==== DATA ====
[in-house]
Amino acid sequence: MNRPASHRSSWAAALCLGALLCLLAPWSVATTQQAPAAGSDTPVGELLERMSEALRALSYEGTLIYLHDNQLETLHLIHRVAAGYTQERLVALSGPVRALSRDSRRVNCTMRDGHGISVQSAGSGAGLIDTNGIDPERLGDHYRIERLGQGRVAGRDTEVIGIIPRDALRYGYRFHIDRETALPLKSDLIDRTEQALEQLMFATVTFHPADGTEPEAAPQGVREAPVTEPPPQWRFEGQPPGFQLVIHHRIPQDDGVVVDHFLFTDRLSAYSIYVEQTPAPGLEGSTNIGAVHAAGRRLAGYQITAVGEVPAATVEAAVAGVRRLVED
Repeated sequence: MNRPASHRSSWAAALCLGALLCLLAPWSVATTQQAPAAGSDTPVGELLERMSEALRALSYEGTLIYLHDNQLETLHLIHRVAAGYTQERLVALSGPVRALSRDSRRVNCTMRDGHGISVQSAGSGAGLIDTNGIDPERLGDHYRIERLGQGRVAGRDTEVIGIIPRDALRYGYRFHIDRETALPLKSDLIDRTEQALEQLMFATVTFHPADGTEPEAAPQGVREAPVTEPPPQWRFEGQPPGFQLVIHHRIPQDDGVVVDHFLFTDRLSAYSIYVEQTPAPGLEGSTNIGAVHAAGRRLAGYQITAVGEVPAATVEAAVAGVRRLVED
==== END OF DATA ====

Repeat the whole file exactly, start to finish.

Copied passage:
[in-house]
Amino acid sequence: MNRPASHRSSWAAALCLGALLCLLAPWSVATTQQAPAAGSDTPVGELLERMSEALRALSYEGTLIYLHDNQLETLHLIHRVAAGYTQERLVALSGPVRALSRDSRRVNCTMRDGHGISVQSAGSGAGLIDTNGIDPERLGDHYRIERLGQGRVAGRDTEVIGIIPRDALRYGYRFHIDRETALPLKSDLIDRTEQALEQLMFATVTFHPADGTEPEAAPQGVREAPVTEPPPQWRFEGQPPGFQLVIHHRIPQDDGVVVDHFLFTDRLSAYSIYVEQTPAPGLEGSTNIGAVHAAGRRLAGYQITAVGEVPAATVEAAVAGVRRLVED
Repeated sequence: MNRPASHRSSWAAALCLGALLCLLAPWSVATTQQAPAAGSDTPVGELLERMSEALRALSYEGTLIYLHDNQLETLHLIHRVAAGYTQERLVALSGPVRALSRDSRRVNCTMRDGHGISVQSAGSGAGLIDTNGIDPERLGDHYRIERLGQGRVAGRDTEVIGIIPRDALRYGYRFHIDRETALPLKSDLIDRTEQALEQLMFATVTFHPADGTEPEAAPQGVREAPVTEPPPQWRFEGQPPGFQLVIHHRIPQDDGVVVDHFLFTDRLSAYSIYVEQTPAPGLEGSTNIGAVHAAGRRLAGYQITAVGEVPAATVEAAVAGVRRLVED